An accomplished writer, Diamond has published several books, including a novel. He served as editor in chief and executive editor of The Linacre Quarterly and was president of the Catholic Medical Association from 1979 to 1980.
Apart from his family and medical practice, Diamond also distinguished himself in the field of law. An Illinois law had been passed granting parents the right to notification in the event that a child (an unmarried minor) of theirs was about to have an abortion.
It passed both legislative chambers, but was vetoed by Gov. James Thompson. Nonetheless, it was passed over his veto, a clear indication that the law reflected the will of the people. Parents wanted to be notified if their minor child was seeking an abortion. Nonetheless, the American Civil Liberties Union challenged the law, and the case went before a federal justice. When a district court found the law to be unconstitutional, Diamond, on the basis of his conscientious objection to abortions and his status as a pediatrician and parent of a minor daughter, filed a motion to intervene as a defendant of the law. The U.S. Supreme Court, in Diamond v. Charles, upheld the “unconstitutionality” of the law in 1986. The court argued that the notification provision “is not to be placed in the hands of ‘concerned bystanders,’ who will use it simply as a ‘vehicle for the vindication of value interests.’”
Diamond has been chastised for being “capricious” in defending the notification right. “Well,” Diamond would later state, reflecting on the actions of the courts, “how can I be capricious when I am representing a law that was overwhelmingly passed? But this is the kind treatment that you sometimes get in the courts that just absolutely boggles your mind. I was in the middle of trying to get kids through college and pay their tuition, and, suddenly, I get assessed $250,000.” In a statement that is a model of understatement, Diamond claimed, “We’re not getting a fair shake.”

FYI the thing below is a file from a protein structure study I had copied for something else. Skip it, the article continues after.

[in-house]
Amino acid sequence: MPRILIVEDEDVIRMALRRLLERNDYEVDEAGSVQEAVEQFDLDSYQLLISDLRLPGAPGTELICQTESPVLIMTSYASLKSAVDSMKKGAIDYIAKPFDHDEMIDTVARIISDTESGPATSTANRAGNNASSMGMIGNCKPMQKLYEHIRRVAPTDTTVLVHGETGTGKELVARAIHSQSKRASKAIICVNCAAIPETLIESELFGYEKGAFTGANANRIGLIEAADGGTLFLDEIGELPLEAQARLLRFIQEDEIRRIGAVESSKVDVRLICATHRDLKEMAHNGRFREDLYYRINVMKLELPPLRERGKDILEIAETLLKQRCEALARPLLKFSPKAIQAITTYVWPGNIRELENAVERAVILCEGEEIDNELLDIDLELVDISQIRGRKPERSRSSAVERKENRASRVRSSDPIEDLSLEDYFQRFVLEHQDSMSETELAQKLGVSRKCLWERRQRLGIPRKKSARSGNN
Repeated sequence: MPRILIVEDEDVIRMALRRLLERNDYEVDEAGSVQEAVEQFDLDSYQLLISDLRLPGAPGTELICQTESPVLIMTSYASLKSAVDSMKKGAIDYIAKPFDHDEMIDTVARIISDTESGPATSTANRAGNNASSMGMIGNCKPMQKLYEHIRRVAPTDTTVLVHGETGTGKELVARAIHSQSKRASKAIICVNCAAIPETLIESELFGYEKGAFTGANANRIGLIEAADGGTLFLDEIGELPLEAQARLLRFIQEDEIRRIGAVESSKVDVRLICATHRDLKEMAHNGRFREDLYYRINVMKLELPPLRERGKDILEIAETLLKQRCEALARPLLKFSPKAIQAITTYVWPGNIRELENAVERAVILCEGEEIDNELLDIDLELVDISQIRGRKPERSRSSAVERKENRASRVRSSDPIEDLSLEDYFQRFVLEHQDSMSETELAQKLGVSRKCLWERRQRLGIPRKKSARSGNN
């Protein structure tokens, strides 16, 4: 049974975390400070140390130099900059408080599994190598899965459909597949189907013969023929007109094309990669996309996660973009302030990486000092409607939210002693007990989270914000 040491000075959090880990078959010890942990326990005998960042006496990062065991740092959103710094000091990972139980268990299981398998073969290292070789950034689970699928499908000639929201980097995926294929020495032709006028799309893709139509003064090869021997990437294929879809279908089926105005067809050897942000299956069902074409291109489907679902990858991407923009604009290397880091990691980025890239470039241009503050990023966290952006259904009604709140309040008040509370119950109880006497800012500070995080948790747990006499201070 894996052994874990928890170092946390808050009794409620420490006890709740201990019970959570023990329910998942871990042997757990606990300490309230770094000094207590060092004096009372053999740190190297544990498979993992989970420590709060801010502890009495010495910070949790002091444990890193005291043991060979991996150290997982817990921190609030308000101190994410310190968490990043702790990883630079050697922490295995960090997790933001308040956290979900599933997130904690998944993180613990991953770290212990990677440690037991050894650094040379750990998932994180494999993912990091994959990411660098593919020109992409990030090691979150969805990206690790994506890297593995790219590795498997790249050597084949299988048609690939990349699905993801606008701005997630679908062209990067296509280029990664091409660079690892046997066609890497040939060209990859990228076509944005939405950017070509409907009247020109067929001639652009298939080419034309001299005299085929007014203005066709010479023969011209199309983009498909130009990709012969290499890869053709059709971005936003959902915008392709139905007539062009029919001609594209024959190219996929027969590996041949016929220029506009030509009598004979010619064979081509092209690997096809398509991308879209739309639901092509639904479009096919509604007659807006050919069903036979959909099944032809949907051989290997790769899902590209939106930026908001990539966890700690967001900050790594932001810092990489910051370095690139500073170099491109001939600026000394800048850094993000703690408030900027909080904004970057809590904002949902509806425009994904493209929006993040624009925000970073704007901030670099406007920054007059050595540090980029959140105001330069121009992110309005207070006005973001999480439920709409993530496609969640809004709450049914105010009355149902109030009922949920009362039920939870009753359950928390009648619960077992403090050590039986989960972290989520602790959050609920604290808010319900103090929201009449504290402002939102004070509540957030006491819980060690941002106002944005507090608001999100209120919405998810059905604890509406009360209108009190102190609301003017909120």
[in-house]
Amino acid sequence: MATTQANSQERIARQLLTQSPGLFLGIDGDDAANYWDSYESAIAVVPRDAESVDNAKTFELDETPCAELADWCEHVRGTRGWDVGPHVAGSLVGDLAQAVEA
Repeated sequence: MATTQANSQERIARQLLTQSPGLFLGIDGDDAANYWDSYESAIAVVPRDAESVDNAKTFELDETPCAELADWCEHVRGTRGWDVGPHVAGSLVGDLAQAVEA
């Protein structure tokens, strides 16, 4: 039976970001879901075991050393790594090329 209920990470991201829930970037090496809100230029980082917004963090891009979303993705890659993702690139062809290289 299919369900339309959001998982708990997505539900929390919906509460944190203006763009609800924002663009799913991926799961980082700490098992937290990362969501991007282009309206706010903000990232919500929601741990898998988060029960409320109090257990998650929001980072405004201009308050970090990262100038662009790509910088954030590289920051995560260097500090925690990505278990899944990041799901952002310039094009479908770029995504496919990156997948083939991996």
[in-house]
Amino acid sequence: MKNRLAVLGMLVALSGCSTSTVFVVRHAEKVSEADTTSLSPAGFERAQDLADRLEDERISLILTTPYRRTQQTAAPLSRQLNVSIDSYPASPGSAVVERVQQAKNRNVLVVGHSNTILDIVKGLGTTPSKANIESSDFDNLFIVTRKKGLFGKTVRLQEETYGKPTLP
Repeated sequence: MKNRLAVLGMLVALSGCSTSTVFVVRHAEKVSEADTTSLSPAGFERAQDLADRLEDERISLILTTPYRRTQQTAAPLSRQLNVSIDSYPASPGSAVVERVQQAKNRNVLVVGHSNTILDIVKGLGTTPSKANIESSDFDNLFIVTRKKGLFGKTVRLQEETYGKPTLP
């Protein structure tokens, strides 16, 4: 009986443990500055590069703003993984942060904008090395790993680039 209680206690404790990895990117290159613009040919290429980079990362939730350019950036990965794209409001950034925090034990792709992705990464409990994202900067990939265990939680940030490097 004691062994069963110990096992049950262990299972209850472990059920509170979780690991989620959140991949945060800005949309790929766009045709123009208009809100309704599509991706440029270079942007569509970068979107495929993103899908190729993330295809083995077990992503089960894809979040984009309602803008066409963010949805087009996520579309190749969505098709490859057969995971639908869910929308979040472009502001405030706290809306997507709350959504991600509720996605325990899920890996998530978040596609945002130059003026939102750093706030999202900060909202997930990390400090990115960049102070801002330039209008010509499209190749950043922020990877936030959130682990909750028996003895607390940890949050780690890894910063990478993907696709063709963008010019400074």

Writing for the National Catholic Bioethics Quarterly (Summer 2013), Diamond conveyed serious concerns about the consequences of the Patient Protection Care Act of 2010. He expressed his dismay that advisers to President Barack Obama demonstrated an overriding concern for cost over care. He was also critical of subtle encouragement of physician-assisted suicide in hospices and long-term-care facilities. At the same time, he argued that modern advances in medicine have made pain control an achievable right.
“Recognizing the right of patients who are terminally ill to obtain effective pain control,” he wrote, “is an important factor in the opposition to health care rationing and euthanasia.”
Eugene Diamond is a champion for the sick, the neglected and the marginalized.
His faith in God, together with the strength of his family, has been his powerhouse. Without that strength it is hard to understand how any person could continue to give so much while being opposed so strongly.
“Character is formed in the stormy billows of the world,” wrote Johann Wolfgang von Goethe. That is the challenge.
But it is also formed in the warmth of a loving family. That is the blessing.
Donald DeMarco is a senior fellow of Human Life International,
professor emeritus at St. Jerome’s University in Waterloo, Canada,
and an adjunct professor at
Holy Apostles College in Cromwell, Connecticut.